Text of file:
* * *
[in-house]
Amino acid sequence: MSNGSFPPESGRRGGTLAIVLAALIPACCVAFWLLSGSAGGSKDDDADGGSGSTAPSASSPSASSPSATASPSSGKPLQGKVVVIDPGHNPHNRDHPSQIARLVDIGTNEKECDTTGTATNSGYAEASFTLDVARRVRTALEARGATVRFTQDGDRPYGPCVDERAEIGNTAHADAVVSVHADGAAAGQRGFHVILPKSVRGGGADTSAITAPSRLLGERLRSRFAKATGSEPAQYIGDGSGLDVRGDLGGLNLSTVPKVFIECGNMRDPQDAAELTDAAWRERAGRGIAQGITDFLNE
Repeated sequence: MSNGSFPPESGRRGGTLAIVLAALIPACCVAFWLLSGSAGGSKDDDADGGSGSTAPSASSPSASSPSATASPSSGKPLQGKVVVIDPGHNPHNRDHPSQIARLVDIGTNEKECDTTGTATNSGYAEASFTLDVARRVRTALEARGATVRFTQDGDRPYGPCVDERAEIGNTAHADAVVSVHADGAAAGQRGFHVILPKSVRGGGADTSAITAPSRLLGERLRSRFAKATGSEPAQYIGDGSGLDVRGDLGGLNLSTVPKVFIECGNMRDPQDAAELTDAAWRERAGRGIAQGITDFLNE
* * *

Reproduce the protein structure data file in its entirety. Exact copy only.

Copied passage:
[in-house]
Amino acid sequence: MSNGSFPPESGRRGGTLAIVLAALIPACCVAFWLLSGSAGGSKDDDADGGSGSTAPSASSPSASSPSATASPSSGKPLQGKVVVIDPGHNPHNRDHPSQIARLVDIGTNEKECDTTGTATNSGYAEASFTLDVARRVRTALEARGATVRFTQDGDRPYGPCVDERAEIGNTAHADAVVSVHADGAAAGQRGFHVILPKSVRGGGADTSAITAPSRLLGERLRSRFAKATGSEPAQYIGDGSGLDVRGDLGGLNLSTVPKVFIECGNMRDPQDAAELTDAAWRERAGRGIAQGITDFLNE
Repeated sequence: MSNGSFPPESGRRGGTLAIVLAALIPACCVAFWLLSGSAGGSKDDDADGGSGSTAPSASSPSASSPSATASPSSGKPLQGKVVVIDPGHNPHNRDHPSQIARLVDIGTNEKECDTTGTATNSGYAEASFTLDVARRVRTALEARGATVRFTQDGDRPYGPCVDERAEIGNTAHADAVVSVHADGAAAGQRGFHVILPKSVRGGGADTSAITAPSRLLGERLRSRFAKATGSEPAQYIGDGSGLDVRGDLGGLNLSTVPKVFIECGNMRDPQDAAELTDAAWRERAGRGIAQGITDFLNE